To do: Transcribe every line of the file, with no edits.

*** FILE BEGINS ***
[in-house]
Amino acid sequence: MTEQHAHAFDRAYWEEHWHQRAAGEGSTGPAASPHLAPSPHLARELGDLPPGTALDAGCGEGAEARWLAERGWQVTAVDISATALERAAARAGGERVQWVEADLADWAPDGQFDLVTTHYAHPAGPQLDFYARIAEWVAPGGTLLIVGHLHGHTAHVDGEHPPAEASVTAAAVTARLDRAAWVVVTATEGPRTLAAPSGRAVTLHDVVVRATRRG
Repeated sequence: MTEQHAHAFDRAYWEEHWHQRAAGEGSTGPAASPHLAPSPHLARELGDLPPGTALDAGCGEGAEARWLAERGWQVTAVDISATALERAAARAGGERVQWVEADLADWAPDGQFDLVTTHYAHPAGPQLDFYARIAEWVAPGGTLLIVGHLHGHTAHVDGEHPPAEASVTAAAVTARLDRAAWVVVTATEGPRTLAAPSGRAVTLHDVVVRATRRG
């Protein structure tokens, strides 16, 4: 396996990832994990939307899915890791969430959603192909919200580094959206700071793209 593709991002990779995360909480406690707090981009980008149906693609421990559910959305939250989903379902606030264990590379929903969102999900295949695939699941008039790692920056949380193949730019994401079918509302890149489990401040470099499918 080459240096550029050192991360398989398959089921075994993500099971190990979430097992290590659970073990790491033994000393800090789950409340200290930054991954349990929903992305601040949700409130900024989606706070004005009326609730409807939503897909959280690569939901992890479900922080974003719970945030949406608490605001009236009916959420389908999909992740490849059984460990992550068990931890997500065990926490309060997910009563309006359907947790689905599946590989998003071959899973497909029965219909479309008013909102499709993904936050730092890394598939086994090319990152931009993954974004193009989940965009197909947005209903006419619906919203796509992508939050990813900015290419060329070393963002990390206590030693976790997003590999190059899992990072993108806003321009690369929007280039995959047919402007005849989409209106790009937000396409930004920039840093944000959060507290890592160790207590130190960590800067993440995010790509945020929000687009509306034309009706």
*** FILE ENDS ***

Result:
[in-house]
Amino acid sequence: MTEQHAHAFDRAYWEEHWHQRAAGEGSTGPAASPHLAPSPHLARELGDLPPGTALDAGCGEGAEARWLAERGWQVTAVDISATALERAAARAGGERVQWVEADLADWAPDGQFDLVTTHYAHPAGPQLDFYARIAEWVAPGGTLLIVGHLHGHTAHVDGEHPPAEASVTAAAVTARLDRAAWVVVTATEGPRTLAAPSGRAVTLHDVVVRATRRG
Repeated sequence: MTEQHAHAFDRAYWEEHWHQRAAGEGSTGPAASPHLAPSPHLARELGDLPPGTALDAGCGEGAEARWLAERGWQVTAVDISATALERAAARAGGERVQWVEADLADWAPDGQFDLVTTHYAHPAGPQLDFYARIAEWVAPGGTLLIVGHLHGHTAHVDGEHPPAEASVTAAAVTARLDRAAWVVVTATEGPRTLAAPSGRAVTLHDVVVRATRRG
């Protein structure tokens, strides 16, 4: 396996990832994990939307899915890791969430959603192909919200580094959206700071793209 593709991002990779995360909480406690707090981009980008149906693609421990559910959305939250989903379902606030264990590379929903969102999900295949695939699941008039790692920056949380193949730019994401079918509302890149489990401040470099499918 080459240096550029050192991360398989398959089921075994993500099971190990979430097992290590659970073990790491033994000393800090789950409340200290930054991954349990929903992305601040949700409130900024989606706070004005009326609730409807939503897909959280690569939901992890479900922080974003719970945030949406608490605001009236009916959420389908999909992740490849059984460990992550068990931890997500065990926490309060997910009563309006359907947790689905599946590989998003071959899973497909029965219909479309008013909102499709993904936050730092890394598939086994090319990152931009993954974004193009989940965009197909947005209903006419619906919203796509992508939050990813900015290419060329070393963002990390206590030693976790997003590999190059899992990072993108806003321009690369929007280039995959047919402007005849989409209106790009937000396409930004920039840093944000959060507290890592160790207590130190960590800067993440995010790509945020929000687009509306034309009706």